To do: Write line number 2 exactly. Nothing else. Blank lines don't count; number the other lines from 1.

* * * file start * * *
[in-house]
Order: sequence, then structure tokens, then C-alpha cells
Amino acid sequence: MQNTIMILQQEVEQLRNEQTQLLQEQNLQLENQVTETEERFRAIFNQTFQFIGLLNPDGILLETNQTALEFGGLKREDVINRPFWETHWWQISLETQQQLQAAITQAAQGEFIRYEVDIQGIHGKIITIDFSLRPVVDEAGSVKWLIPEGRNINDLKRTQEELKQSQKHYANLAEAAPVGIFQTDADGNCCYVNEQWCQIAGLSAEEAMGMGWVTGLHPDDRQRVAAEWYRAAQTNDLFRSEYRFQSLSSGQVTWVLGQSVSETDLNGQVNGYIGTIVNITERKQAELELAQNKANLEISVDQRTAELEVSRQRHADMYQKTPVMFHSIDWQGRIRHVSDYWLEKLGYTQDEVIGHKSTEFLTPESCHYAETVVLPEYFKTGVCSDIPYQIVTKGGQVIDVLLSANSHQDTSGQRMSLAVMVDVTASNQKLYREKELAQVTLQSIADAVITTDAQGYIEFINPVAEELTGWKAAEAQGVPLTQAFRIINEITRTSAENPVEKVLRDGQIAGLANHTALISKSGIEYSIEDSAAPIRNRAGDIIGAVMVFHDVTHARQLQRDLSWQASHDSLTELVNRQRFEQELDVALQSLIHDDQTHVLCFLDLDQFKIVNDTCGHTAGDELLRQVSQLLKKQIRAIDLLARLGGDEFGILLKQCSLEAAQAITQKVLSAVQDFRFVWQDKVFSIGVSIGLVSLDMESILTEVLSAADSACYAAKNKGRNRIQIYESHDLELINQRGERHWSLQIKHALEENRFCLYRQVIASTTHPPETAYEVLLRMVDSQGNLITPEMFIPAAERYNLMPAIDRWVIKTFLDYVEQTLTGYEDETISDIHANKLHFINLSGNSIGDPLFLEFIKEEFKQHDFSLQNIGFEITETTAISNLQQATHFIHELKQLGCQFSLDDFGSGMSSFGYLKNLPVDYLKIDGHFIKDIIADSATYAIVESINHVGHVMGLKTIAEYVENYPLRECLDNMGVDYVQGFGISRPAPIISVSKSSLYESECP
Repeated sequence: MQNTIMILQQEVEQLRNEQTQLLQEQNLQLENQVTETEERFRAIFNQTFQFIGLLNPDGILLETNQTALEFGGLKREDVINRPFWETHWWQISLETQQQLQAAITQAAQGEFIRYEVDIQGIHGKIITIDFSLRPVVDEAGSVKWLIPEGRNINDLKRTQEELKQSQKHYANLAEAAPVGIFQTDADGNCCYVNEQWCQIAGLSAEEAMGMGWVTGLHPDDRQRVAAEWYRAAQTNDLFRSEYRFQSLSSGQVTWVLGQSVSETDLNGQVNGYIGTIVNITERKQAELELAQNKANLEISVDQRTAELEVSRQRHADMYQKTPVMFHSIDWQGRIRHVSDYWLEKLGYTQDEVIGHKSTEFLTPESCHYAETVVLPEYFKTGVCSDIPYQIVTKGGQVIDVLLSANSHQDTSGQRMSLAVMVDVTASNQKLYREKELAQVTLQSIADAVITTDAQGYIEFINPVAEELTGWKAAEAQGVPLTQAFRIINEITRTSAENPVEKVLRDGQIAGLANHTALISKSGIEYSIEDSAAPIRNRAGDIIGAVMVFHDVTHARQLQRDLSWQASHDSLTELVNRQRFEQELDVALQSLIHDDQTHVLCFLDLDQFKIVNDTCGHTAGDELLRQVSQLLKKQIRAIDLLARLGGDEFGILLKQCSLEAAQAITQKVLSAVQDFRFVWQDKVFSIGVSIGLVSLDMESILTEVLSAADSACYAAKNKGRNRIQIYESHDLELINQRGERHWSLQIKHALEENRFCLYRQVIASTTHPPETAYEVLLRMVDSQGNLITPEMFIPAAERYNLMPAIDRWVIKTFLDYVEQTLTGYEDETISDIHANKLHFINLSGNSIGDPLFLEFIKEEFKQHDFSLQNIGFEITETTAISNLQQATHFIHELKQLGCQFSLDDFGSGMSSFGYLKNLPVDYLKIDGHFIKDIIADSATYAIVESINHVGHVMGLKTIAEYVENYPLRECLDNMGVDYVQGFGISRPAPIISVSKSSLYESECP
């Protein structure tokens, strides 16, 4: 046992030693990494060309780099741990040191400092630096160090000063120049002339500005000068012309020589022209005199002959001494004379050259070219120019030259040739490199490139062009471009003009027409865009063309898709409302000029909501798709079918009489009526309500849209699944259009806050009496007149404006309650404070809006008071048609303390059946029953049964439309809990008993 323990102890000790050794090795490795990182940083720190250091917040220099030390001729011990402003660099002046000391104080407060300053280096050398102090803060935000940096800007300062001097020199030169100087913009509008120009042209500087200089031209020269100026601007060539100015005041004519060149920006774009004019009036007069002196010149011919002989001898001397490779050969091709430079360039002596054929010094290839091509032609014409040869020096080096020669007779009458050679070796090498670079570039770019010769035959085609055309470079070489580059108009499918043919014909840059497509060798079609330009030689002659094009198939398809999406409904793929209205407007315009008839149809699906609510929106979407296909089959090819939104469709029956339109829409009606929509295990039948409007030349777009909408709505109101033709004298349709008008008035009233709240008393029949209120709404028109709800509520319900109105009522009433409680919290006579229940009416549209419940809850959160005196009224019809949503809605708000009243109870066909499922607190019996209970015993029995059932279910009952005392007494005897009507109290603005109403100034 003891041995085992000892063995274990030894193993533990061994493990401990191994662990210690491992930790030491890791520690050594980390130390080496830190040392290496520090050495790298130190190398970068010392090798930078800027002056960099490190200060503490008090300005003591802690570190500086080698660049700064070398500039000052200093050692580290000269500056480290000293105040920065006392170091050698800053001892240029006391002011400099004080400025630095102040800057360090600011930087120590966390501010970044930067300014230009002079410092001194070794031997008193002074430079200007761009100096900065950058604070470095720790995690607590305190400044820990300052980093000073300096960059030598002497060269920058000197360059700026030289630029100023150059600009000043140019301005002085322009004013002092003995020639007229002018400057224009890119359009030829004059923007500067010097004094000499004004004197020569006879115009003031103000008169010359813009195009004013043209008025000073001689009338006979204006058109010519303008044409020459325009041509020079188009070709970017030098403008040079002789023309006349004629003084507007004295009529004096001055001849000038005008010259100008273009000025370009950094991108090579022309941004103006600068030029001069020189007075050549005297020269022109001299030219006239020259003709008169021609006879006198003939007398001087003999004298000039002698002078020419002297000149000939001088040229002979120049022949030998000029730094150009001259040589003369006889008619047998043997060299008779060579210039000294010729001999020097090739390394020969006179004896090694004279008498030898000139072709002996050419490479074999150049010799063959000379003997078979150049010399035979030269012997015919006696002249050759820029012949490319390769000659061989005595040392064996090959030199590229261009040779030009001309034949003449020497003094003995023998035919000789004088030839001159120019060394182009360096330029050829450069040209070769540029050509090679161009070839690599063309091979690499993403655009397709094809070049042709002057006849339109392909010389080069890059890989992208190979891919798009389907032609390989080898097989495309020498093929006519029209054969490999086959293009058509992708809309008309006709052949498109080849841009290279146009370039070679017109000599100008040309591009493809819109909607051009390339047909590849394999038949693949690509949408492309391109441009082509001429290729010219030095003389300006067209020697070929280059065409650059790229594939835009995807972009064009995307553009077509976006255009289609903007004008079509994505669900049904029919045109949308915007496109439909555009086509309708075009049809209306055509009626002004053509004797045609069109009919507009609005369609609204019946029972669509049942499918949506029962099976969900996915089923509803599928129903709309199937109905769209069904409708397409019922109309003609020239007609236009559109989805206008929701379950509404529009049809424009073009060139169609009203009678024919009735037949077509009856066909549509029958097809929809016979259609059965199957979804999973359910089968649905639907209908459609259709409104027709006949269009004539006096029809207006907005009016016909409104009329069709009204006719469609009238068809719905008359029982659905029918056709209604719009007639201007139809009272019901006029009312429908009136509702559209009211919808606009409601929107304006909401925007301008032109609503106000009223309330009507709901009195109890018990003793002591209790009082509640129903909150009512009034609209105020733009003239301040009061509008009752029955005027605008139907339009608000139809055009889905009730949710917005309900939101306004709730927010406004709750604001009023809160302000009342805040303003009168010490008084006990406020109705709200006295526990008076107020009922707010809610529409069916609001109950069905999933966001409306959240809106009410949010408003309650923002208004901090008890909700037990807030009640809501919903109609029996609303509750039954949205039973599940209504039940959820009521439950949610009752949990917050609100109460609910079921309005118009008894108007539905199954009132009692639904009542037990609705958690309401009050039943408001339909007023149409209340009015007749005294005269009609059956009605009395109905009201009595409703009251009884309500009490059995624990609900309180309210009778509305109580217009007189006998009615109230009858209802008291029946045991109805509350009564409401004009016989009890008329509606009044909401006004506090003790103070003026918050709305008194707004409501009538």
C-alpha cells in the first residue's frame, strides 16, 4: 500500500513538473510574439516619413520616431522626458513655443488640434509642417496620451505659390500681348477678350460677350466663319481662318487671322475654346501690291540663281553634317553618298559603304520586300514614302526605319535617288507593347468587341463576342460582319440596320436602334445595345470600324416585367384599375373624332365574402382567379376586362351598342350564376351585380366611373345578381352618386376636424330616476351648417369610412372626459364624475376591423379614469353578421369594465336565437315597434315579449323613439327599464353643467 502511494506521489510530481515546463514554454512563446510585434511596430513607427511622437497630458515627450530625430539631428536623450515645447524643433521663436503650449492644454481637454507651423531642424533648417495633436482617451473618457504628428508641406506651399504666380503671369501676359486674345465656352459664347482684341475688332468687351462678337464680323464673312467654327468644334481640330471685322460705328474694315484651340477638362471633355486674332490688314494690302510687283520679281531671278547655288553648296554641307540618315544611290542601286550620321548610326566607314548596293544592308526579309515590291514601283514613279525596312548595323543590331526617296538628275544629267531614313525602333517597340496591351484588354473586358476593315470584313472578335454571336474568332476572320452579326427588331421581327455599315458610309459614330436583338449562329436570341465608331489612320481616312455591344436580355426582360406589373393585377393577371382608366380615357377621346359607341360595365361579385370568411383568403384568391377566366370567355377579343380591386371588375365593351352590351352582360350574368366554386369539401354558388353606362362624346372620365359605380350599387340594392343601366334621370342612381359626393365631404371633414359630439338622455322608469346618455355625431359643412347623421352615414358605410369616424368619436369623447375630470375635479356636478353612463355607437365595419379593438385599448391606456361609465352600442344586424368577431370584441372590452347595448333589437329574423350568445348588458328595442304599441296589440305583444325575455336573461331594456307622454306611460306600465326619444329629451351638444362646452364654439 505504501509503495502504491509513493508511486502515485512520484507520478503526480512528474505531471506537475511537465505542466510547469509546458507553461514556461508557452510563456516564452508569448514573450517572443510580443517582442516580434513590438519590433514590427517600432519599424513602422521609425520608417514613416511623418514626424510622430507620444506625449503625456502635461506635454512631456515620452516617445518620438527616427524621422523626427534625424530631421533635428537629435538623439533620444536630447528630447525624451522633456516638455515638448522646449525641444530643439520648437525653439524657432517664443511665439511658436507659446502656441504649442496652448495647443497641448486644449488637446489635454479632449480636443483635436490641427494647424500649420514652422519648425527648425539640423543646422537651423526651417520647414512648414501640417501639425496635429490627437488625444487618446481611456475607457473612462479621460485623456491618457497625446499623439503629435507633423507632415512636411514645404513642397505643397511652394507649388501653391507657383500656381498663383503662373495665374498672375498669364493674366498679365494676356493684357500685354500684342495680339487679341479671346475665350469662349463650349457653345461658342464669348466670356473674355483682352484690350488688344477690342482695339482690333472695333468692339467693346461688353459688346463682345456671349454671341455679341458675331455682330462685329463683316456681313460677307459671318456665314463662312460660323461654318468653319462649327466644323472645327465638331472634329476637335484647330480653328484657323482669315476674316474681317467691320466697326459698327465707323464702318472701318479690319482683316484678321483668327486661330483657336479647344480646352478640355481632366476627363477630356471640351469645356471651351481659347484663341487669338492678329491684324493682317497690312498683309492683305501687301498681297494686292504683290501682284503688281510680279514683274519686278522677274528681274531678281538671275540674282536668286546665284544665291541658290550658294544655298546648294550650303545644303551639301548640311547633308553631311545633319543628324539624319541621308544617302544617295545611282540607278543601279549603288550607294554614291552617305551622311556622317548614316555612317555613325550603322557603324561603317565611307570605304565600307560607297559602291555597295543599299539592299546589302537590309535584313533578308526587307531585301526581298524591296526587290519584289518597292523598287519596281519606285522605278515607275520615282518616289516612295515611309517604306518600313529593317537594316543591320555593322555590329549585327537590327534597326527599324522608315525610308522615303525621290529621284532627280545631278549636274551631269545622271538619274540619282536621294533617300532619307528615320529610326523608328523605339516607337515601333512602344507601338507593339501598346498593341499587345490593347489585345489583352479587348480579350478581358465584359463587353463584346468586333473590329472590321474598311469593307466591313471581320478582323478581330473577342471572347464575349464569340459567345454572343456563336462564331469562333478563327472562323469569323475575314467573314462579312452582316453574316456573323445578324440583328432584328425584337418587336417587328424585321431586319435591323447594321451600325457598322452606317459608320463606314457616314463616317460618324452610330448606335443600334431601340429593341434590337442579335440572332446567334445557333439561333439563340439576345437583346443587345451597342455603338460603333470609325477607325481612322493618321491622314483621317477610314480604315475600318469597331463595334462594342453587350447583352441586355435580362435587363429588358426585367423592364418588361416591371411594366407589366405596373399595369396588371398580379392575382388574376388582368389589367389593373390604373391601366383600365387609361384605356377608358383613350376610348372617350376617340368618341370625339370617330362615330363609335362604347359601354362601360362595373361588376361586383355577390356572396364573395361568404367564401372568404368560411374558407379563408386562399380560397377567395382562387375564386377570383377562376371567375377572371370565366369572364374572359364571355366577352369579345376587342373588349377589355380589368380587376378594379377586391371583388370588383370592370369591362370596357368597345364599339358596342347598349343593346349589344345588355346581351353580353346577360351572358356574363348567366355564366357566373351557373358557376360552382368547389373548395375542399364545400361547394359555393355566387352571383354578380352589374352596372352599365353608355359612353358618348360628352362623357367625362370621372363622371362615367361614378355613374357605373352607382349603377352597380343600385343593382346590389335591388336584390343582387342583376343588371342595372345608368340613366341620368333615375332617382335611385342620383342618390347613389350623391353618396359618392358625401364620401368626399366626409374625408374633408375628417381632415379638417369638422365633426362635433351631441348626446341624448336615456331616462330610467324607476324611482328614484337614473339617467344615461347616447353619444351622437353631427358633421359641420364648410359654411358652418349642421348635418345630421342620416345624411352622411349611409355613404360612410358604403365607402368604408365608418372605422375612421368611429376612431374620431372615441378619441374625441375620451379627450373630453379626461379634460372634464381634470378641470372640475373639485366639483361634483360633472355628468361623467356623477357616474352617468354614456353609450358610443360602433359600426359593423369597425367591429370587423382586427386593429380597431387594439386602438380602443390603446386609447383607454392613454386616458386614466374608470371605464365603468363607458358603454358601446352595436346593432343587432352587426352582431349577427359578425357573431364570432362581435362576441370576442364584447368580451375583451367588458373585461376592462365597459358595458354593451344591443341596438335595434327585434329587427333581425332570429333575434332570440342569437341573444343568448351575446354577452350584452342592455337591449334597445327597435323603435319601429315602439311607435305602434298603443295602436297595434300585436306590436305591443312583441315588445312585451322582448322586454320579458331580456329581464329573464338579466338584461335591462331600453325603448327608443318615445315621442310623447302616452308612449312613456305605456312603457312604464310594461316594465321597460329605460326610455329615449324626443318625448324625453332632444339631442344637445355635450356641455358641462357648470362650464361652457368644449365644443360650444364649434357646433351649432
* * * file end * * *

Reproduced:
Order: sequence, then structure tokens, then C-alpha cells